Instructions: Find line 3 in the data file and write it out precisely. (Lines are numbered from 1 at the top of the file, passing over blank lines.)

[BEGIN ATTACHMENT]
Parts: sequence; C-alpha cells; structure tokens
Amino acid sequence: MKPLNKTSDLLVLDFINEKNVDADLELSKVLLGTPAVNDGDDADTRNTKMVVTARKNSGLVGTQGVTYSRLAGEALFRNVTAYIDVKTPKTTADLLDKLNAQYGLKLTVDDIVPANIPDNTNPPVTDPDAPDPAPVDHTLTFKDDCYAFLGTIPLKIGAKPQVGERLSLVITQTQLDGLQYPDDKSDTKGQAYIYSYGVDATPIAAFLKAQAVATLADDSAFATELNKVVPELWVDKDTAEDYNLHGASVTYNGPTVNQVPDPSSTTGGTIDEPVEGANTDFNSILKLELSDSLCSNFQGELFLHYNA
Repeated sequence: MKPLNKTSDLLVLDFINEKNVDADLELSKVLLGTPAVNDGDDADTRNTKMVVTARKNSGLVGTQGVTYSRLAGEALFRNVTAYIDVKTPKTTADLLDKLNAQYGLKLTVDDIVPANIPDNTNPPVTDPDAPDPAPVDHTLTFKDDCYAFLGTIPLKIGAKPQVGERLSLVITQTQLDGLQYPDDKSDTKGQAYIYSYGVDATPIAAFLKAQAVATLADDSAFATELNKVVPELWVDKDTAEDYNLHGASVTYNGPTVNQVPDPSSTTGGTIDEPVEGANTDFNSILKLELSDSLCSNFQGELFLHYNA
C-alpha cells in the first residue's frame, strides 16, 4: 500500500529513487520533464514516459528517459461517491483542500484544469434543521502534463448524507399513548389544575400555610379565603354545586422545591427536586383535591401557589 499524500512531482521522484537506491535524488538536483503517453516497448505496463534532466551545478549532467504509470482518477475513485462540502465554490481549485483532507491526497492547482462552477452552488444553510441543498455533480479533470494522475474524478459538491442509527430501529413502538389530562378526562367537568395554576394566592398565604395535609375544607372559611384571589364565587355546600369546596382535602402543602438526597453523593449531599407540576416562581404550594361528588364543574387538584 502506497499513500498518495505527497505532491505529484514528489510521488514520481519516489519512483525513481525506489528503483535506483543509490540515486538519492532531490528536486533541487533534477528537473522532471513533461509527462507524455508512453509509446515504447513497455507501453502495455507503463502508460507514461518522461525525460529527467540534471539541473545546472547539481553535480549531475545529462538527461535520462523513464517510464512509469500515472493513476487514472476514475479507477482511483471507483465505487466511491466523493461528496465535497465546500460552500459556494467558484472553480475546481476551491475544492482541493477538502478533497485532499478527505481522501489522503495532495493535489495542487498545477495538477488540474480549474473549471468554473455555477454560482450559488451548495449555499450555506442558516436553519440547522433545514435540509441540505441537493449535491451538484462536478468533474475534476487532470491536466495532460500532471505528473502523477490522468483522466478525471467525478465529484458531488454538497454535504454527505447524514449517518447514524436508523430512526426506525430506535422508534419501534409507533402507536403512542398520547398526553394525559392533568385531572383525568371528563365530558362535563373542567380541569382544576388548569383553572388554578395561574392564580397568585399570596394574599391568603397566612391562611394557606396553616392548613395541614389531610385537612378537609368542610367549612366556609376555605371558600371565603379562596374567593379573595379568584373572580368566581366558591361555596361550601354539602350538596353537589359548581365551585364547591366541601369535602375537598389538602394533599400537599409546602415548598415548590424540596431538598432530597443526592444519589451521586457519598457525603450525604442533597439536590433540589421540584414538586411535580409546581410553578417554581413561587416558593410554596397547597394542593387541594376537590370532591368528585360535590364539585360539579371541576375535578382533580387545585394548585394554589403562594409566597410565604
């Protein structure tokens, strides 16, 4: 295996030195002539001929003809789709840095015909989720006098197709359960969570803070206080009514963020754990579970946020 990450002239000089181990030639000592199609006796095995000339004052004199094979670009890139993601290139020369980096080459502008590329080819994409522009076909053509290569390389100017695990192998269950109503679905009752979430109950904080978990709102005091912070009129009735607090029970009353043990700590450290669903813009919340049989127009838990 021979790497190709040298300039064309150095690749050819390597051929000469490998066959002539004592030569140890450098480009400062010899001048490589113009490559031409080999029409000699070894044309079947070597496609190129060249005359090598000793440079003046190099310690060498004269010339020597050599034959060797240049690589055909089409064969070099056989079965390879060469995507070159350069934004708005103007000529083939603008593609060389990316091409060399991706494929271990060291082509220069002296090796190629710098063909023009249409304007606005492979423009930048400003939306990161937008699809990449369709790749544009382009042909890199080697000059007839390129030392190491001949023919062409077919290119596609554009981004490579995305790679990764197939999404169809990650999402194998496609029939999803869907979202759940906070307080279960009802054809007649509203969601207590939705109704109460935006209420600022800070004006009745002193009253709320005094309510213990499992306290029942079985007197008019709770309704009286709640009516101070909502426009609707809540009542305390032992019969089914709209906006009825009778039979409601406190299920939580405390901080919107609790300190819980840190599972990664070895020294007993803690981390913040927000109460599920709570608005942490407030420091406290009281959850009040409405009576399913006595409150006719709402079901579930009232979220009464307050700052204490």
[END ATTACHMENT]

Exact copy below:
Repeated sequence: MKPLNKTSDLLVLDFINEKNVDADLELSKVLLGTPAVNDGDDADTRNTKMVVTARKNSGLVGTQGVTYSRLAGEALFRNVTAYIDVKTPKTTADLLDKLNAQYGLKLTVDDIVPANIPDNTNPPVTDPDAPDPAPVDHTLTFKDDCYAFLGTIPLKIGAKPQVGERLSLVITQTQLDGLQYPDDKSDTKGQAYIYSYGVDATPIAAFLKAQAVATLADDSAFATELNKVVPELWVDKDTAEDYNLHGASVTYNGPTVNQVPDPSSTTGGTIDEPVEGANTDFNSILKLELSDSLCSNFQGELFLHYNA